¡Maldito Coronavirus! - Mapping Latin American Musical Responses to the Pandemic Moment - Daniel S. Margolies

¡Maldito Coronavirus! - Mapping Latin American Musical Responses to the Pandemic Moment - Daniel S. Margolies

Llorando, Tomando, Bailando, Rezando

¡Maldito Coronavirus! - Mapping Latin American Musical Responses to the Pandemic Moment - Daniel S. Margolies

Daniel S. Margolies [+-]
Festival of Texas Fiddling Sonté-New Orleans
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Daniel S. Margolies, Ph.D, is Co-Founder and Artistic Director of the Festival of Texas Fiddling and a Director at Sonté in New Orleans, a non-profit organization dedicated to supporting musical interventions for wellbeing. Margolies runs Zarza Records, which releases new recordings of traditional music and historical reissues, and produces the Tejano Conjunto Festival en San Antonio. He has written dozens of articles and book chapters on musical and historical topics and has written or edited four other books, including Spaces of Law in American Foreign Relations: Extradition and Extraterritoriality in the Borderlands and Beyond, 1877–1898 (2011). More information at DanMargolies.com.
J.A. Strub [+-]
University of Texas, Austin
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J.A. Strub is a researcher, performer, and multimedia producer. He holds a Bachelor's degree in economics and statistics from Hunter College, CUNY and is completing a PhD in ethnomusicology at the University of Texas at Austin. His research interests include music and participatory social life, user-generated platform media, and the role of improvisation and creative agency in musical performance. His work has been supported by the United States Department of Education, the Tinker Foundation, Humanities Texas, and the Rainwater Foundation, among others. More information at JA-Strub.com.

Description

This chapter addresses the centrality of rhythmic hooks, dance crazes, and repetition in many examples of música del coronavirus. Popular Caribbean music genres such as reggaeton, hip-hop, and dembow are often characterized by shouted hooks that employ repetition and take advantage of the pre-existing cadence of spoken language to build rhythmically-memorable motifs and achieve commercial success. This chapter examines how words and phrases such as “coronavirus,” “virus,” “pandemia,” “covid diecinueve,” and “cuarentena,” among others, have been adeptly used in the manner described above to create earworms that reproduce the recursive inner voice of an individual living through an all-consuming crisis. The chapter also considers sampled spoken or shouted vocal clips from Caribbean coronavirus songs have been integrated into transnational remix culture, and the ways choreographed dances have contributed to the proliferation of these songs via video sharing social platforms such as Instagram and TikTok. The chapter considers the cultural implications of the commercial success for these varieties of coronavirus music receiving millions of views and listens, and discusses them within the continuum in vernacular music responses among tiny regional audiences confronted with the same set of pandemic challenges.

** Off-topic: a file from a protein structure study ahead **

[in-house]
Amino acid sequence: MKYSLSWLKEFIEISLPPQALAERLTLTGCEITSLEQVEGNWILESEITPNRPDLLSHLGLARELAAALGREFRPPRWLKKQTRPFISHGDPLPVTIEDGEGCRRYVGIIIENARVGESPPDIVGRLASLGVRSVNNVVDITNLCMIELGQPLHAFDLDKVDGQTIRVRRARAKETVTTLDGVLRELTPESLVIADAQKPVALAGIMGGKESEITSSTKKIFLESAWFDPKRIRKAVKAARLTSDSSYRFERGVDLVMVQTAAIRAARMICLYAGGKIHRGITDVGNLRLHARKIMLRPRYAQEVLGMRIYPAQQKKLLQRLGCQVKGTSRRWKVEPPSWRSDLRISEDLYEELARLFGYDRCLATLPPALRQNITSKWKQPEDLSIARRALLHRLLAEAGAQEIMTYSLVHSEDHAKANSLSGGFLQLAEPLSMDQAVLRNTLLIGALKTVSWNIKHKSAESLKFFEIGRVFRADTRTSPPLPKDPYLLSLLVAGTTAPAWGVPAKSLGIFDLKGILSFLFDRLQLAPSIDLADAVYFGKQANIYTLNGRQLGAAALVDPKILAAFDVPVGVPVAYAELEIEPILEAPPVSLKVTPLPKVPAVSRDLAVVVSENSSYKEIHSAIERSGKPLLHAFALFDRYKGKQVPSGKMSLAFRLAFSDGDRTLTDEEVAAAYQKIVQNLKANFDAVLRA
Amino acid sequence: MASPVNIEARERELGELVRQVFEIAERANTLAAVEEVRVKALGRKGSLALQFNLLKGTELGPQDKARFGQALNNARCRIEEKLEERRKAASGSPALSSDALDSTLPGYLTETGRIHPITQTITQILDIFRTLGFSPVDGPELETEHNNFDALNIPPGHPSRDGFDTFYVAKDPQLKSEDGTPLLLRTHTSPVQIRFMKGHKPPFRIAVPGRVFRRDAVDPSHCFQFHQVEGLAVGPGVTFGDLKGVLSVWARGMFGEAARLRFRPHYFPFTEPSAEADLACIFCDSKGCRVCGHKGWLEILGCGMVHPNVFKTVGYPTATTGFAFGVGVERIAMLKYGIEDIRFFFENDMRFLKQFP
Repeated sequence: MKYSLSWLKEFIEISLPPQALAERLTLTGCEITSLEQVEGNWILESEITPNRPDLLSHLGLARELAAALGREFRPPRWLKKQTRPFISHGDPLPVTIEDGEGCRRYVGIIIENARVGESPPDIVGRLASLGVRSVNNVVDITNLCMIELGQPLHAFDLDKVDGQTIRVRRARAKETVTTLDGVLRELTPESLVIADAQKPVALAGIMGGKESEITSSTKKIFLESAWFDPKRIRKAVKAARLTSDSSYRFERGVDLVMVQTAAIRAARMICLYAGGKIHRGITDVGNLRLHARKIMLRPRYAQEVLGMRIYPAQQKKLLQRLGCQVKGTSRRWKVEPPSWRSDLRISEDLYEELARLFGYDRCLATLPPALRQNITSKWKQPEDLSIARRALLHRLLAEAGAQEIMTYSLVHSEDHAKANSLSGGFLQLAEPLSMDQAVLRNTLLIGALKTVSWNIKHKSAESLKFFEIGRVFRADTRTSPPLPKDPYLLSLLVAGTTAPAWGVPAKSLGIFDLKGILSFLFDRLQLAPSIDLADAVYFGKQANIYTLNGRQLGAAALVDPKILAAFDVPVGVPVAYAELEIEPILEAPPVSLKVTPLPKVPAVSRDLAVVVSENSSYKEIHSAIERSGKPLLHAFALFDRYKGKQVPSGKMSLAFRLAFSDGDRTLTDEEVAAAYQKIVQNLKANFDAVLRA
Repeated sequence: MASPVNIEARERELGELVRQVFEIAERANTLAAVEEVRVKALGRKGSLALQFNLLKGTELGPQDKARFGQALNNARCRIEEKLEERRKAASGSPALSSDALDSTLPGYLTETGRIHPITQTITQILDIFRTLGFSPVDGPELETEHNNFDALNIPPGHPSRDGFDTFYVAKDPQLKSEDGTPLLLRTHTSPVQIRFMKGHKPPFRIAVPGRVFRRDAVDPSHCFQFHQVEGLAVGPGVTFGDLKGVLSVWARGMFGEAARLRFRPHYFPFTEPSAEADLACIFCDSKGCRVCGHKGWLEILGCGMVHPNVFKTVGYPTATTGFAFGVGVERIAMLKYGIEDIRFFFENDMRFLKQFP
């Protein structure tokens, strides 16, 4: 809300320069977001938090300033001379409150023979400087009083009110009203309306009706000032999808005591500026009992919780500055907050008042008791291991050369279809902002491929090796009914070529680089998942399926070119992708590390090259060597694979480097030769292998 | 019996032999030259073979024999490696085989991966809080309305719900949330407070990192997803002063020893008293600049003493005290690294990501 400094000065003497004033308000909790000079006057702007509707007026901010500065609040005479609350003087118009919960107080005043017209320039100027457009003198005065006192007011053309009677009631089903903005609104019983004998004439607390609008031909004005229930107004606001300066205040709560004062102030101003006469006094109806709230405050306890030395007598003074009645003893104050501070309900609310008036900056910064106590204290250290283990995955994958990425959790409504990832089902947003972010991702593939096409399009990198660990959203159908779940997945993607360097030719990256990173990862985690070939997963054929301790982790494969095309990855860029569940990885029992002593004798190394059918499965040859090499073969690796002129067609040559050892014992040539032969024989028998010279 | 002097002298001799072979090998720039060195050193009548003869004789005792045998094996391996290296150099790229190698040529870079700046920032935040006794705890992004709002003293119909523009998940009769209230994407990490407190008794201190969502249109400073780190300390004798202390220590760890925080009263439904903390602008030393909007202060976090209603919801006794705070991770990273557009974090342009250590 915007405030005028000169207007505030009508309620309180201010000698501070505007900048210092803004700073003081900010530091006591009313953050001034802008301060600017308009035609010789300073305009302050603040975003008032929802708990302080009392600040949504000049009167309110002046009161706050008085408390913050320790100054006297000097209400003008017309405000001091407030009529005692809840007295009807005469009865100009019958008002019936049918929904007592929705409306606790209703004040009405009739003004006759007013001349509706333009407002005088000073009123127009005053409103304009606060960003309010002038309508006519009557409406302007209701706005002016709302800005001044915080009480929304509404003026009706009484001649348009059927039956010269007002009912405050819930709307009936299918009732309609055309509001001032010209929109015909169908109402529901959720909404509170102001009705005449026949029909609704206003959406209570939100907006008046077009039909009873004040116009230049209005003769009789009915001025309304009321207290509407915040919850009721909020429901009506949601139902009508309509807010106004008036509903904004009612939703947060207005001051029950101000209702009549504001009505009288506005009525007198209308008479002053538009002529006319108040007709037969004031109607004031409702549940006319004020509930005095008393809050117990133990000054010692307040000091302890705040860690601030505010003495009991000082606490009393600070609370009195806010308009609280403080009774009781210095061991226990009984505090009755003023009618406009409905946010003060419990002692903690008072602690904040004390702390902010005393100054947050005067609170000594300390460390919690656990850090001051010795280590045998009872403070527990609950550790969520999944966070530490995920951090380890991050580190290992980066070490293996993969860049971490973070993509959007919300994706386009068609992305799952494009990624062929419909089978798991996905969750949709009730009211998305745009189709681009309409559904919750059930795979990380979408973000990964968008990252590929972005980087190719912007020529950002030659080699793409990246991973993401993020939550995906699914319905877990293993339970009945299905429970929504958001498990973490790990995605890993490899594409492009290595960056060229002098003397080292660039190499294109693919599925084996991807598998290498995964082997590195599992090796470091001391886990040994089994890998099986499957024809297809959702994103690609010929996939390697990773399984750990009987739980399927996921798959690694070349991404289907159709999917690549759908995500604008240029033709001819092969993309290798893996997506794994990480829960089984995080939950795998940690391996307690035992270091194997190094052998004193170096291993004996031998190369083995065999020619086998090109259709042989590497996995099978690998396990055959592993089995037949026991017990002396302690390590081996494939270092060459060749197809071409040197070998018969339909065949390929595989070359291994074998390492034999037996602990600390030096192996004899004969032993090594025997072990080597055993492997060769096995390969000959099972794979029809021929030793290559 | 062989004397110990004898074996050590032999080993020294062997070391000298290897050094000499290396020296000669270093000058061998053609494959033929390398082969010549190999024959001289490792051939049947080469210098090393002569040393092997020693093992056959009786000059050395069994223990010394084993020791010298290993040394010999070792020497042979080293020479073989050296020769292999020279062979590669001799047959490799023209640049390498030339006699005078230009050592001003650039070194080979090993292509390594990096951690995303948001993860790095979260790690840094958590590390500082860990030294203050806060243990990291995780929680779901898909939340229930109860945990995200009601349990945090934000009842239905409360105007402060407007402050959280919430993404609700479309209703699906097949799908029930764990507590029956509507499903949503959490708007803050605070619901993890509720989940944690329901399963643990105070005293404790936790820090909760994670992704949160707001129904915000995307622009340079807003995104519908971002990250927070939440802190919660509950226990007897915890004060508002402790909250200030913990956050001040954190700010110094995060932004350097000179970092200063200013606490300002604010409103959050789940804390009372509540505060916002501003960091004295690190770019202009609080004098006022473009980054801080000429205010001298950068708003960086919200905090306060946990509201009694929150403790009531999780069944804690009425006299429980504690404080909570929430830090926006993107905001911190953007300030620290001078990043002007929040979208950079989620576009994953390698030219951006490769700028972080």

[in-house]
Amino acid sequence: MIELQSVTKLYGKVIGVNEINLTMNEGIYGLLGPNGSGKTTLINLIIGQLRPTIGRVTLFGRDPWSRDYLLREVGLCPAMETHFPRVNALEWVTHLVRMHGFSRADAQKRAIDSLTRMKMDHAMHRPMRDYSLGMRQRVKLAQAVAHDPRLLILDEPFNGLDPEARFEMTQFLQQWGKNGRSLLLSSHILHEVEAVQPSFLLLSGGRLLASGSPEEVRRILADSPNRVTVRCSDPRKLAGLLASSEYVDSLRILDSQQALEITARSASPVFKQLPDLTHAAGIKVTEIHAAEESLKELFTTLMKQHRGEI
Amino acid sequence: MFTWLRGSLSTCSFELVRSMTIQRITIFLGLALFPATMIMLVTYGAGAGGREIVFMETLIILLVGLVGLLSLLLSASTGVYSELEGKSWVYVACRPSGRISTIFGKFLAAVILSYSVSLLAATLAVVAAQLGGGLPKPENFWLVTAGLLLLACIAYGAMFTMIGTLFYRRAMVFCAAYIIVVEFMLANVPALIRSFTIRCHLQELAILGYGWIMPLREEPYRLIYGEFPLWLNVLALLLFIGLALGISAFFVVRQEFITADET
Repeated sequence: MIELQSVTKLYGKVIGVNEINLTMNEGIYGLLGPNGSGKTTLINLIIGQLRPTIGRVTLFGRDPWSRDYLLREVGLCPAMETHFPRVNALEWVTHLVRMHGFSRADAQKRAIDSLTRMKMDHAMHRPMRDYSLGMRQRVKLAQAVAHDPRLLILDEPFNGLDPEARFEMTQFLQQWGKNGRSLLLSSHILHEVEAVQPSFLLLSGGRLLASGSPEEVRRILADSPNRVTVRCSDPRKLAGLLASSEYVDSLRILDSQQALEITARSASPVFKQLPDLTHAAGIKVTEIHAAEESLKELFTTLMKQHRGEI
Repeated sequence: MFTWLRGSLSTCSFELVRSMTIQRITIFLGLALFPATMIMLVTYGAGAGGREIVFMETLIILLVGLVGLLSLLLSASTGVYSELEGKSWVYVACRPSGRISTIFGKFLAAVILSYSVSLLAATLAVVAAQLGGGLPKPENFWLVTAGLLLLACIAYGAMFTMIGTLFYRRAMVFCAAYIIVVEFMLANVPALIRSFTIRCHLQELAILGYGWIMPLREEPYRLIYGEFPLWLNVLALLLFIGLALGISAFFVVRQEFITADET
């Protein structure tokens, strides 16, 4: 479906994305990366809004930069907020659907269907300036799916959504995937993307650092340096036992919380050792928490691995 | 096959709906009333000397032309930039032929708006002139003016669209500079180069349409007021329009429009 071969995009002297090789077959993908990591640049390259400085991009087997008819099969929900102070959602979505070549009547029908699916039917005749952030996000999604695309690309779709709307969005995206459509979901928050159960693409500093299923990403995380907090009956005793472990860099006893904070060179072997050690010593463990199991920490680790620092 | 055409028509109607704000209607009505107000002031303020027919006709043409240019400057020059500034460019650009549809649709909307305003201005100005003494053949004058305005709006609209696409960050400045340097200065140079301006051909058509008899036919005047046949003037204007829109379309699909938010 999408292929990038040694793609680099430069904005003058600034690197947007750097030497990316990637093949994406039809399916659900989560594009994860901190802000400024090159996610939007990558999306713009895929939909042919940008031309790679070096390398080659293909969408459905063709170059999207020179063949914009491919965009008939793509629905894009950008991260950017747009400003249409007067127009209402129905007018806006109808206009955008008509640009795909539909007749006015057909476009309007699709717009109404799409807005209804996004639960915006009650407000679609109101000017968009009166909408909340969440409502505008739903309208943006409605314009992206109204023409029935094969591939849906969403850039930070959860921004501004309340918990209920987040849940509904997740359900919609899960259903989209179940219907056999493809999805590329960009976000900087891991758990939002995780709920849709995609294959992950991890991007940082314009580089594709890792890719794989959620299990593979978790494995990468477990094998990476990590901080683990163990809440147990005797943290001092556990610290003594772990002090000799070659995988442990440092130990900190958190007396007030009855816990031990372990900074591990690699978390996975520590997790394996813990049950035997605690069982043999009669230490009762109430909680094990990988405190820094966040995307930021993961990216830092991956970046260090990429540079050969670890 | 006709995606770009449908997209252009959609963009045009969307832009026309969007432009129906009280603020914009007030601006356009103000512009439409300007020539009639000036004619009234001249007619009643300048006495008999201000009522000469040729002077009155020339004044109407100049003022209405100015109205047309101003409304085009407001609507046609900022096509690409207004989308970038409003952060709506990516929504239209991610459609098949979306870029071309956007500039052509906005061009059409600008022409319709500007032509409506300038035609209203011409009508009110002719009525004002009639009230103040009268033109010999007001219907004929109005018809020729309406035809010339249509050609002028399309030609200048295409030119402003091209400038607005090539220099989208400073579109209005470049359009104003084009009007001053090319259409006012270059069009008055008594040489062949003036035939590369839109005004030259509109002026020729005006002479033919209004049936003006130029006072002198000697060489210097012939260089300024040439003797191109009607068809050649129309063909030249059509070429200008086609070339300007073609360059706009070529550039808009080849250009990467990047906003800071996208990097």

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Citation

Margolies, Daniel; Strub, J.A.. Llorando, Tomando, Bailando, Rezando. ¡Maldito Coronavirus! - Mapping Latin American Musical Responses to the Pandemic Moment. Equinox eBooks Publishing, United Kingdom. p. 173-218 Jul 2024. ISBN 9781800503977. https://www.equinoxpub.com/home/view-chapter/?id=43040. Date accessed: 16 Jun 2024 doi: 10.1558/equinox.43040. Jul 2024

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